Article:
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Sorcery

Sorcery was originally a spell-casting game inspired by Magic: The Gathering card game. The design called for two opponents to run around in a large environment, using spells to set traps, locate their opponent and eventually confront them for battle.
Sorcery featured 30 different characters from 5 different races including human, dwarf, fairy, wraith, and lycanthrope.
Become a powerful sorcerer, necromancer, elementalist, techmage, assassin, shaman, or psionic.
Cast powerful spells against your opponent including the ability to conjure up a scorpion, yeti, dragon, wasp, or glitch.

Developer Insight:
“Sorcery was inspired by this studio’s passion for Magic: The Gathering. The card game completely engaged the studio. When the outline of Sorcery was presented we thought here was an interesting idea to take some aspects of Magic and bring it into a console game. The game languished in development for at least a year and by the time we saw something that was ostensibly playable we were about one million dollars into it. Almost too much to write off back then, but it was so obviously a game that was not going to be completed or if it was would just suck I made the call to kill it. This and other misfires led to the creation of the PC studio designed to leverage that group’s interest and expertise, and it paid off with Everquest. Sorcery should be left in the dustbin of Sony’s PlayStation history.”
-Kelly Flock, former President 989 Studios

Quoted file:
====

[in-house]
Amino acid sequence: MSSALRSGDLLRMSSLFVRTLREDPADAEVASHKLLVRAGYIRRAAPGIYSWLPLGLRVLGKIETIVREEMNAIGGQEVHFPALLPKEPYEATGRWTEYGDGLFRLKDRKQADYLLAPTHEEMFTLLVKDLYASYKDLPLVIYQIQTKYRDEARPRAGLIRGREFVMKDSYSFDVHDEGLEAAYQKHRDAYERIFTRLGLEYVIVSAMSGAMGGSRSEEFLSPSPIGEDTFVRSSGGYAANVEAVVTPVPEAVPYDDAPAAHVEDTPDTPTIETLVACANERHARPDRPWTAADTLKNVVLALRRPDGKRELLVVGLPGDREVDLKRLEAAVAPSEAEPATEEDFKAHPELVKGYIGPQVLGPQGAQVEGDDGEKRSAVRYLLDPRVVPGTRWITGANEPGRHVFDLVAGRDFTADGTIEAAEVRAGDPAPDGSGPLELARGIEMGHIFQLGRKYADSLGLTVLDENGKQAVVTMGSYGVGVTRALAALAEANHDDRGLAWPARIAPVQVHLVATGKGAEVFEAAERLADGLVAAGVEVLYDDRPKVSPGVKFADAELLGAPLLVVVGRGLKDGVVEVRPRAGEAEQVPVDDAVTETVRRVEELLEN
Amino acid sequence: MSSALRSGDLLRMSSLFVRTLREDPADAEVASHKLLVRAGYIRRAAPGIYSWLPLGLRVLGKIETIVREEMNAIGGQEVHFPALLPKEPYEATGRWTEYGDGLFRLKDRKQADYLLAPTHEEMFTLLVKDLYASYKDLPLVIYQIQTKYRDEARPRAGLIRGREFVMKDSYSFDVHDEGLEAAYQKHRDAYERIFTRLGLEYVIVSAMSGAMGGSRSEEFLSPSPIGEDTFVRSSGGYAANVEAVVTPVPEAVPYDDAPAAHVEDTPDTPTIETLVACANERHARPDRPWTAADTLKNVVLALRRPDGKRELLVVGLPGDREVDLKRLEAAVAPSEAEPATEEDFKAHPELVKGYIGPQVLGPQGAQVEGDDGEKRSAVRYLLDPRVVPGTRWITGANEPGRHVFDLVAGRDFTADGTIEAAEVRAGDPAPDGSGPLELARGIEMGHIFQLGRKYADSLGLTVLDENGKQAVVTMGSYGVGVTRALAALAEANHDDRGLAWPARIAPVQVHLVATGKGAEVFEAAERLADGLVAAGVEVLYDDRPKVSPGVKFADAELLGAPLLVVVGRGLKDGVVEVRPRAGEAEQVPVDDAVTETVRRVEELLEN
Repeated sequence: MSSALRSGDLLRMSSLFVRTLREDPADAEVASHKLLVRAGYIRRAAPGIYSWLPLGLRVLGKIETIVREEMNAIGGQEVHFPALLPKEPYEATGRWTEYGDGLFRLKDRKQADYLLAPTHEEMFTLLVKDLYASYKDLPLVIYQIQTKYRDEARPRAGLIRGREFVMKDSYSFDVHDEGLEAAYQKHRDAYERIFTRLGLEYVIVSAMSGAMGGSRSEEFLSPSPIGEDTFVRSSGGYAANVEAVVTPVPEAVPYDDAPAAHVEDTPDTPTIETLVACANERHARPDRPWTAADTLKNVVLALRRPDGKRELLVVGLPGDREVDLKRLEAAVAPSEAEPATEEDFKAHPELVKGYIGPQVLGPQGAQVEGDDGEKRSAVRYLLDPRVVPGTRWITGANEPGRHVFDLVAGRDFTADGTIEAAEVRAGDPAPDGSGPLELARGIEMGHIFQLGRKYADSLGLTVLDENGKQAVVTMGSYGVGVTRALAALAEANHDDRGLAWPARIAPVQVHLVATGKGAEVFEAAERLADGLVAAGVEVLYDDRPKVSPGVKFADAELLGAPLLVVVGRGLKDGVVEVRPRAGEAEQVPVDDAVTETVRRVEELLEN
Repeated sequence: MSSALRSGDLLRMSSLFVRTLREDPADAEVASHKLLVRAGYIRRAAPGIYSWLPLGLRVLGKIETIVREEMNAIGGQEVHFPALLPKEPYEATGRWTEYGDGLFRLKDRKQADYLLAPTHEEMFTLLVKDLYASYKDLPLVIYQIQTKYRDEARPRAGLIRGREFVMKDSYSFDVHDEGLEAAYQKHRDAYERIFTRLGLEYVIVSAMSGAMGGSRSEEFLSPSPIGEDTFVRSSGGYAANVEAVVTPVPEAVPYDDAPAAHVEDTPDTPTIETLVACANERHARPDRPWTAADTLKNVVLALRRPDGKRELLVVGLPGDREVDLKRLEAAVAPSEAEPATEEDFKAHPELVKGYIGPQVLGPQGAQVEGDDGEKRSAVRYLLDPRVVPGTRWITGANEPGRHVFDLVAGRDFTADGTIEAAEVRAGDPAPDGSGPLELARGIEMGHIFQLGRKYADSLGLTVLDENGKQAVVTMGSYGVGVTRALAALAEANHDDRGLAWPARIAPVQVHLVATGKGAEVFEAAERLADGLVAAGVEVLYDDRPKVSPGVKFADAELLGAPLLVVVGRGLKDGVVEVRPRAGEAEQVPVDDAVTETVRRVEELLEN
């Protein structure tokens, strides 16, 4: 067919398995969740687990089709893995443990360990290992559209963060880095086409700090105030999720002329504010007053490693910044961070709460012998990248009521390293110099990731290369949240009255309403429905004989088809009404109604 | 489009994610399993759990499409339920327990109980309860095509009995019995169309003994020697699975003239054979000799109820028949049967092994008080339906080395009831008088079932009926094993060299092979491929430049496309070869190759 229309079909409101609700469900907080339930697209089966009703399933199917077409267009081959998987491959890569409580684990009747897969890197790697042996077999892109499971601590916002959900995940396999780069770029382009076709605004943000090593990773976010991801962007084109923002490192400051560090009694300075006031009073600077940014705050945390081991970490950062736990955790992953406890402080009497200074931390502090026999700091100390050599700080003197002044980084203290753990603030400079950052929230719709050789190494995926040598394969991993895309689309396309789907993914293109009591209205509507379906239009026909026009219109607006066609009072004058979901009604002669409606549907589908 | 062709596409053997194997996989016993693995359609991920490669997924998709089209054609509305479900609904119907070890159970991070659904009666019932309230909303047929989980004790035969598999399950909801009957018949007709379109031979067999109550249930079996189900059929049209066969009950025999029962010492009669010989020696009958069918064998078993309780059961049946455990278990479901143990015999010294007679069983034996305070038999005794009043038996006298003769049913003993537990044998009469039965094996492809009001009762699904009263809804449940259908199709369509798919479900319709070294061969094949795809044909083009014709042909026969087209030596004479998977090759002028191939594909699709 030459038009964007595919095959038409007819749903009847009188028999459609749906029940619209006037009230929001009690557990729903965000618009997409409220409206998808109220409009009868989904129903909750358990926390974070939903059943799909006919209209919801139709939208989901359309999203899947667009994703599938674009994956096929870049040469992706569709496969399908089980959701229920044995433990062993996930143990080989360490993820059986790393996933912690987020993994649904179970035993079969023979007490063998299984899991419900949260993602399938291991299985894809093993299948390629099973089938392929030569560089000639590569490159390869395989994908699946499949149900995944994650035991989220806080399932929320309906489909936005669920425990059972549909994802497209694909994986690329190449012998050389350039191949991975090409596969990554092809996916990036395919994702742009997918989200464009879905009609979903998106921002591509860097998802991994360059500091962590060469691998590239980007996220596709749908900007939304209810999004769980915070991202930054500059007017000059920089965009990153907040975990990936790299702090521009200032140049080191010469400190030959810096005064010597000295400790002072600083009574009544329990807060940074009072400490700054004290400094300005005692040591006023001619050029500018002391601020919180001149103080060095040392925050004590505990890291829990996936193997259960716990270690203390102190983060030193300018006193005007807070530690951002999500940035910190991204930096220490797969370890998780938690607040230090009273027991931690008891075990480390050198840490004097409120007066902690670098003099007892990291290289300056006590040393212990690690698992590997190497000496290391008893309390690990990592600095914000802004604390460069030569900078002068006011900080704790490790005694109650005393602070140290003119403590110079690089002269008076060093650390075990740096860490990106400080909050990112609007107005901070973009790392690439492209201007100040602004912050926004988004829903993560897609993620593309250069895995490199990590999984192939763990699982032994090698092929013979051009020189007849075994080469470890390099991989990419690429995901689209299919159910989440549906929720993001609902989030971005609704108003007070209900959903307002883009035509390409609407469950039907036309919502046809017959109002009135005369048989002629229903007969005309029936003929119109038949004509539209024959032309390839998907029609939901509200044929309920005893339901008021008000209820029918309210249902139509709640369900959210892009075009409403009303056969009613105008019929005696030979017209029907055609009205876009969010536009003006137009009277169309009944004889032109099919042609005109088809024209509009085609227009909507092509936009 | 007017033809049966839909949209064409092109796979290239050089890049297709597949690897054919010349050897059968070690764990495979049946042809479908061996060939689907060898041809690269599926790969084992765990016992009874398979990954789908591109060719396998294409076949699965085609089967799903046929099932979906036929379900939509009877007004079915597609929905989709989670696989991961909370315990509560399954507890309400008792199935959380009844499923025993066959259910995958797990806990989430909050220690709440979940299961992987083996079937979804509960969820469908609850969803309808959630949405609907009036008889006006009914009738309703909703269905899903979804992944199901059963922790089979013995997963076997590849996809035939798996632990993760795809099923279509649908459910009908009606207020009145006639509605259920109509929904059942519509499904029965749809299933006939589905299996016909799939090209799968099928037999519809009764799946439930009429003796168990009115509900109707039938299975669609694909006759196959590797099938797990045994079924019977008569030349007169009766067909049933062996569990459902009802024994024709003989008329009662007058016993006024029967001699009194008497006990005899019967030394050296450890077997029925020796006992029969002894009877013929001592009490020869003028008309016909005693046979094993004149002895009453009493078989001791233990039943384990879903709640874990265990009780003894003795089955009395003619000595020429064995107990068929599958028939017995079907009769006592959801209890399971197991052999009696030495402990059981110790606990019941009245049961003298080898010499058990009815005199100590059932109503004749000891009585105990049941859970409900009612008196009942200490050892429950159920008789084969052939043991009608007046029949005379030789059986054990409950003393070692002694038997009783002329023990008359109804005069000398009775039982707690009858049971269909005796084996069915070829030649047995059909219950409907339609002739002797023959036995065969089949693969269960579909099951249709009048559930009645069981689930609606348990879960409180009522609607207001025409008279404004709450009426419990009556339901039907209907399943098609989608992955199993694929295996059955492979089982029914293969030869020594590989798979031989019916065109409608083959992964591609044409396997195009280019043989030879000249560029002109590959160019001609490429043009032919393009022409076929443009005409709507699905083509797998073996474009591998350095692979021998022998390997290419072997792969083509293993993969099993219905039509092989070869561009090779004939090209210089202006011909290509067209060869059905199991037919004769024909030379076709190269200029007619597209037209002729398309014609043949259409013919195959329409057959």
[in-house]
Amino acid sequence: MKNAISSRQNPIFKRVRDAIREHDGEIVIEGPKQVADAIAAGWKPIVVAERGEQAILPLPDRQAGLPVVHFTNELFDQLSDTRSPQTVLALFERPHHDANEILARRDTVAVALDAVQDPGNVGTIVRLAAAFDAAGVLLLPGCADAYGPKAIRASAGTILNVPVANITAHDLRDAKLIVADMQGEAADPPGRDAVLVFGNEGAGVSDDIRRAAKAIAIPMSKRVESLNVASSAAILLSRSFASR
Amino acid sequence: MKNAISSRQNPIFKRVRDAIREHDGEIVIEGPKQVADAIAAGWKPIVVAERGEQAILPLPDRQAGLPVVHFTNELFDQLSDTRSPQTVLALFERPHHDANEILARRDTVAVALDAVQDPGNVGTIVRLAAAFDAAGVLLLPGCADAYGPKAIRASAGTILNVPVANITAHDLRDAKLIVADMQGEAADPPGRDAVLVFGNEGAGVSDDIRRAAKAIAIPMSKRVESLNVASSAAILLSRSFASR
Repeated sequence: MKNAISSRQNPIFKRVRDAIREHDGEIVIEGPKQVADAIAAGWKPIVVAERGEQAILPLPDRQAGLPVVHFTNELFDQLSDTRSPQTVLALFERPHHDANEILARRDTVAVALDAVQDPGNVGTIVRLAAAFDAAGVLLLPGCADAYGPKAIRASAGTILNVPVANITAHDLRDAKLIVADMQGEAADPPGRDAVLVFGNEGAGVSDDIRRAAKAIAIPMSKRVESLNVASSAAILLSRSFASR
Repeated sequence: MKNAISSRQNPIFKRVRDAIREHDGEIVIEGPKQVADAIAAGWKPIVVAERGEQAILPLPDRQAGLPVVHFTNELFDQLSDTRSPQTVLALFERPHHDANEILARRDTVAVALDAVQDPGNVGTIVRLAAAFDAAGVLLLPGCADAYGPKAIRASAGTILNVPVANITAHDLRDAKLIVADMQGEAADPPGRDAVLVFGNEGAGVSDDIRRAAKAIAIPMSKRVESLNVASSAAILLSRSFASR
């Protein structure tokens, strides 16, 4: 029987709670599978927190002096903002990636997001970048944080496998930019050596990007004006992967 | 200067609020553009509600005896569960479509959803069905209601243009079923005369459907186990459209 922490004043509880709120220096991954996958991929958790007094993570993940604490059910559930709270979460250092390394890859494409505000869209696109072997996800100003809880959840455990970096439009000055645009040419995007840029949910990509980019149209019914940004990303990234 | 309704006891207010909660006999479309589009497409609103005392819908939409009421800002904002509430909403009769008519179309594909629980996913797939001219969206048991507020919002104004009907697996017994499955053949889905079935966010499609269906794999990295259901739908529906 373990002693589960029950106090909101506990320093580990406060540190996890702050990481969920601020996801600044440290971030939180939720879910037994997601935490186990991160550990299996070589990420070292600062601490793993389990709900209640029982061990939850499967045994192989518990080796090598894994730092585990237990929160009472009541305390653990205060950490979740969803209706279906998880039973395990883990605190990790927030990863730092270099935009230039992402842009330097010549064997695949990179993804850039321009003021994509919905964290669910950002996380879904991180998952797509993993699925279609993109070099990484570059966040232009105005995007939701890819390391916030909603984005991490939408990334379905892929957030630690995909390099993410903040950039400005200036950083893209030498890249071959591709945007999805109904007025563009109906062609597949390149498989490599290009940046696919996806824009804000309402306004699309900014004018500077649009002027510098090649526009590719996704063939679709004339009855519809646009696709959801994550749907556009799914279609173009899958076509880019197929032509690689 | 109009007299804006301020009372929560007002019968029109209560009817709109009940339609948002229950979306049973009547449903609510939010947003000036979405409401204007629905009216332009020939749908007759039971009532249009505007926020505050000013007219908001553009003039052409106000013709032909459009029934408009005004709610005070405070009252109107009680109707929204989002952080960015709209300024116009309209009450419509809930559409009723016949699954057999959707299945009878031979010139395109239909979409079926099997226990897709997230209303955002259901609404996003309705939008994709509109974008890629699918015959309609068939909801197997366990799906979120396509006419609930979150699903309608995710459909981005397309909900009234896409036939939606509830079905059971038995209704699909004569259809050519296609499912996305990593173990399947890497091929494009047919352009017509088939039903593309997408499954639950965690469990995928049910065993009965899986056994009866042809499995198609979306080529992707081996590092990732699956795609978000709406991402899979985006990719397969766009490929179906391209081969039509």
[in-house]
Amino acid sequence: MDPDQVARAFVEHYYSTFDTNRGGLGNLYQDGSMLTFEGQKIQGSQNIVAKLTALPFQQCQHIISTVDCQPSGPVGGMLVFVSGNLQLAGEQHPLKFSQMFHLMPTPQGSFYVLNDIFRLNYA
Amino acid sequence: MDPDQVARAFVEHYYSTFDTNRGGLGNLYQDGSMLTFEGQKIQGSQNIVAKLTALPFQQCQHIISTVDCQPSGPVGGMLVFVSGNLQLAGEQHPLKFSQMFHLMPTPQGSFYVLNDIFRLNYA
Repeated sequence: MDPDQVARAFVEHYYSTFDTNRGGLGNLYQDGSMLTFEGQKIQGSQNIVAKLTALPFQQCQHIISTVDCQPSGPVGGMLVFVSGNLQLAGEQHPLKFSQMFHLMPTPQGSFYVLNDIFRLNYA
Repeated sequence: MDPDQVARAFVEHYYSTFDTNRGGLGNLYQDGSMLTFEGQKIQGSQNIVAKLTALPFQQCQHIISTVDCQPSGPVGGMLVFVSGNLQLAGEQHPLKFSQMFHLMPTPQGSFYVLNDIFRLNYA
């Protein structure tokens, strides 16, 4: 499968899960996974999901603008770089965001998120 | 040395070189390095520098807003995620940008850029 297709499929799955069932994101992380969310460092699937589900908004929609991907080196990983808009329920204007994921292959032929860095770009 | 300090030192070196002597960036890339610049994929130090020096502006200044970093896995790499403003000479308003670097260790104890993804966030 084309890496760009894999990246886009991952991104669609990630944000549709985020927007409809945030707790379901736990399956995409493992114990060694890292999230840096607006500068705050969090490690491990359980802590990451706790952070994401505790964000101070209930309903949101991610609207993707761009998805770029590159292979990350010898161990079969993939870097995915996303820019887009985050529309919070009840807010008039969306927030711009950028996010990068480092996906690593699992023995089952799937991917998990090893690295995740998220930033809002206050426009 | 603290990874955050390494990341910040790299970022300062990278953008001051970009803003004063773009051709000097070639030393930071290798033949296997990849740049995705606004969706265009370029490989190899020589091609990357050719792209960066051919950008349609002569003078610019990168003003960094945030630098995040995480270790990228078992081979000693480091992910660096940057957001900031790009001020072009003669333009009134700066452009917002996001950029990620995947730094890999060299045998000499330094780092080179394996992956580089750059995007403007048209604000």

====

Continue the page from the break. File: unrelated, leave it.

“I agree with Kelly on Sorcery. When I was promoted to producer at the studio, the first game I was assigned to was Sorcery and, I confess, I was secretly appalled, as I knew the game was destined for failure. The original concept would have worked great in today’s on-line environment. The scope, which started out as a split screen, was to run around a large world, setting magical traps, using magic to detect and find your opponent, then finally tracking him down and combating him, kept getting whittled down further and further until it devolved into a magical arena fighting game, where opponents would stand across from each other in very small (fits on a single screen) arenas and dispatch each other with spells and counter spells. At this point, management thought that since it now looked like a typical fighting game, it should become a typical fighting game, with actual hand to hand combat – something that was NOT in the original design. We had deliberately left that out as we didn’t want to be in the same genre as Tekken, which we knew would kill us. Anyone who didn’t realize that the project was in trouble before that point knew it now. This, as you well know, was the death sentence for Sorcery.”
-former producer 989 Studios.

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